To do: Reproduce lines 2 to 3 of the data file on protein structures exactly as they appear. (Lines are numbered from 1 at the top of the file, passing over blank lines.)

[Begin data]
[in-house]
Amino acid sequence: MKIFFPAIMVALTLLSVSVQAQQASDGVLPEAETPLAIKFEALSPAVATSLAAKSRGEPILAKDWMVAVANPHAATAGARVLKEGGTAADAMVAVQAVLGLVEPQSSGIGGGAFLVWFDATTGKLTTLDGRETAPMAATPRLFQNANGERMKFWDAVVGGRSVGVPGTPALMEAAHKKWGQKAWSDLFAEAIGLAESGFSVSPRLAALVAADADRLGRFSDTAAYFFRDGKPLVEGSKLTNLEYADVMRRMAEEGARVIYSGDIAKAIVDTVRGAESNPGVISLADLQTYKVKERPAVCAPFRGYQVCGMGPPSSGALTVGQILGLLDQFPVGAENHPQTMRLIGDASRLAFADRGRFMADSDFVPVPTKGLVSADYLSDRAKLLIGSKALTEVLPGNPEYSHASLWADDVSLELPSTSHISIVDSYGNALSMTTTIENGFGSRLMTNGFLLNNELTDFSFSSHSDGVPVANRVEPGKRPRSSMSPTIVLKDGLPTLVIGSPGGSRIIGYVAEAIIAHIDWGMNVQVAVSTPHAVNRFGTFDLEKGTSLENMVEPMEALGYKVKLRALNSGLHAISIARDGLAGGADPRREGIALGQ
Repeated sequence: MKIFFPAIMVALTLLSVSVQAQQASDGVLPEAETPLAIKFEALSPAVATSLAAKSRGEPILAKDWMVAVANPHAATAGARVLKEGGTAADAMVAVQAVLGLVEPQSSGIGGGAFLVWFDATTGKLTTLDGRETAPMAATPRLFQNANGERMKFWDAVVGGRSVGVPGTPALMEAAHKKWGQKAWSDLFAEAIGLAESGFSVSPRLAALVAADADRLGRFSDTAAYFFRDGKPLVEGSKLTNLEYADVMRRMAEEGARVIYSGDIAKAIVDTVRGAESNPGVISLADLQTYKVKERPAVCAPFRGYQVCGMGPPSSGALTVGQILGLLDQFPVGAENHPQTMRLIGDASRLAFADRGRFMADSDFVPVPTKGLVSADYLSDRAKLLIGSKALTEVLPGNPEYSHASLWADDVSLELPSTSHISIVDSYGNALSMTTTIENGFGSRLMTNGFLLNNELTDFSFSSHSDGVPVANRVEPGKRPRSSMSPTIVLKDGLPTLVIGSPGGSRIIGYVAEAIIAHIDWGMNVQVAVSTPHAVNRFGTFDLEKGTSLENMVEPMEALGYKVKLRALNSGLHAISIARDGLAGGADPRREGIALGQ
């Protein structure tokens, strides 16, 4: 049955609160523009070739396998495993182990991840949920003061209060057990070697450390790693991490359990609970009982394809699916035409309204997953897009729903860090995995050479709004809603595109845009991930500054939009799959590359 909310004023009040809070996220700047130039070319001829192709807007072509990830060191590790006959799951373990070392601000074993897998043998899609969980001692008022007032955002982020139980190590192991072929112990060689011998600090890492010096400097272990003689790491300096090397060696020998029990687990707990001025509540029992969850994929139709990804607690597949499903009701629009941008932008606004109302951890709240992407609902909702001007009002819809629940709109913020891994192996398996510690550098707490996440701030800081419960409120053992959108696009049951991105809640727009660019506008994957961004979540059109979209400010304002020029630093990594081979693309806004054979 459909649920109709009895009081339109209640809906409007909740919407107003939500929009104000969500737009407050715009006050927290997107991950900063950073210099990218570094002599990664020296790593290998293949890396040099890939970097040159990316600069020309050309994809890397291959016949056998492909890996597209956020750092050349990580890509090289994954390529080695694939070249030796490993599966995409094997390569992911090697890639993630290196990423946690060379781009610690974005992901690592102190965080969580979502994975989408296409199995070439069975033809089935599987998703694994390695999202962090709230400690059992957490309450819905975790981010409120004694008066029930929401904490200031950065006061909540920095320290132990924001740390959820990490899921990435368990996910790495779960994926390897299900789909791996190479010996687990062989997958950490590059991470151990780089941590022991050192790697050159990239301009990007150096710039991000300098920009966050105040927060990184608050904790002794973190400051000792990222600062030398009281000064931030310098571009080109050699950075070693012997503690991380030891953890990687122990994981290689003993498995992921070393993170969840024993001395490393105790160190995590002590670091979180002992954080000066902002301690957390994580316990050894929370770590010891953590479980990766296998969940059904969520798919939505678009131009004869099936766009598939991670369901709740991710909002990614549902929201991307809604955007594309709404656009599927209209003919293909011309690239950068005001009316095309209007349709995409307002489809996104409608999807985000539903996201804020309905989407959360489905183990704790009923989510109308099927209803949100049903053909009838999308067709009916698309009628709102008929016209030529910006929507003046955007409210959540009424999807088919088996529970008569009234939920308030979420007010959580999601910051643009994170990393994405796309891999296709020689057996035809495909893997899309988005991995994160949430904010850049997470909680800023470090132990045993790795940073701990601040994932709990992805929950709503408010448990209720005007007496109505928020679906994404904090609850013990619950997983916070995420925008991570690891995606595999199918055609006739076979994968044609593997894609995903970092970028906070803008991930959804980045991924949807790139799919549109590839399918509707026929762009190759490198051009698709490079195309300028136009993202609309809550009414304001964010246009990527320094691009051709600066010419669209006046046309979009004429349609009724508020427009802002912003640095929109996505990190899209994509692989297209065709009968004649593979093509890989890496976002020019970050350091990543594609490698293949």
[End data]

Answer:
Amino acid sequence: MKIFFPAIMVALTLLSVSVQAQQASDGVLPEAETPLAIKFEALSPAVATSLAAKSRGEPILAKDWMVAVANPHAATAGARVLKEGGTAADAMVAVQAVLGLVEPQSSGIGGGAFLVWFDATTGKLTTLDGRETAPMAATPRLFQNANGERMKFWDAVVGGRSVGVPGTPALMEAAHKKWGQKAWSDLFAEAIGLAESGFSVSPRLAALVAADADRLGRFSDTAAYFFRDGKPLVEGSKLTNLEYADVMRRMAEEGARVIYSGDIAKAIVDTVRGAESNPGVISLADLQTYKVKERPAVCAPFRGYQVCGMGPPSSGALTVGQILGLLDQFPVGAENHPQTMRLIGDASRLAFADRGRFMADSDFVPVPTKGLVSADYLSDRAKLLIGSKALTEVLPGNPEYSHASLWADDVSLELPSTSHISIVDSYGNALSMTTTIENGFGSRLMTNGFLLNNELTDFSFSSHSDGVPVANRVEPGKRPRSSMSPTIVLKDGLPTLVIGSPGGSRIIGYVAEAIIAHIDWGMNVQVAVSTPHAVNRFGTFDLEKGTSLENMVEPMEALGYKVKLRALNSGLHAISIARDGLAGGADPRREGIALGQ
Repeated sequence: MKIFFPAIMVALTLLSVSVQAQQASDGVLPEAETPLAIKFEALSPAVATSLAAKSRGEPILAKDWMVAVANPHAATAGARVLKEGGTAADAMVAVQAVLGLVEPQSSGIGGGAFLVWFDATTGKLTTLDGRETAPMAATPRLFQNANGERMKFWDAVVGGRSVGVPGTPALMEAAHKKWGQKAWSDLFAEAIGLAESGFSVSPRLAALVAADADRLGRFSDTAAYFFRDGKPLVEGSKLTNLEYADVMRRMAEEGARVIYSGDIAKAIVDTVRGAESNPGVISLADLQTYKVKERPAVCAPFRGYQVCGMGPPSSGALTVGQILGLLDQFPVGAENHPQTMRLIGDASRLAFADRGRFMADSDFVPVPTKGLVSADYLSDRAKLLIGSKALTEVLPGNPEYSHASLWADDVSLELPSTSHISIVDSYGNALSMTTTIENGFGSRLMTNGFLLNNELTDFSFSSHSDGVPVANRVEPGKRPRSSMSPTIVLKDGLPTLVIGSPGGSRIIGYVAEAIIAHIDWGMNVQVAVSTPHAVNRFGTFDLEKGTSLENMVEPMEALGYKVKLRALNSGLHAISIARDGLAGGADPRREGIALGQ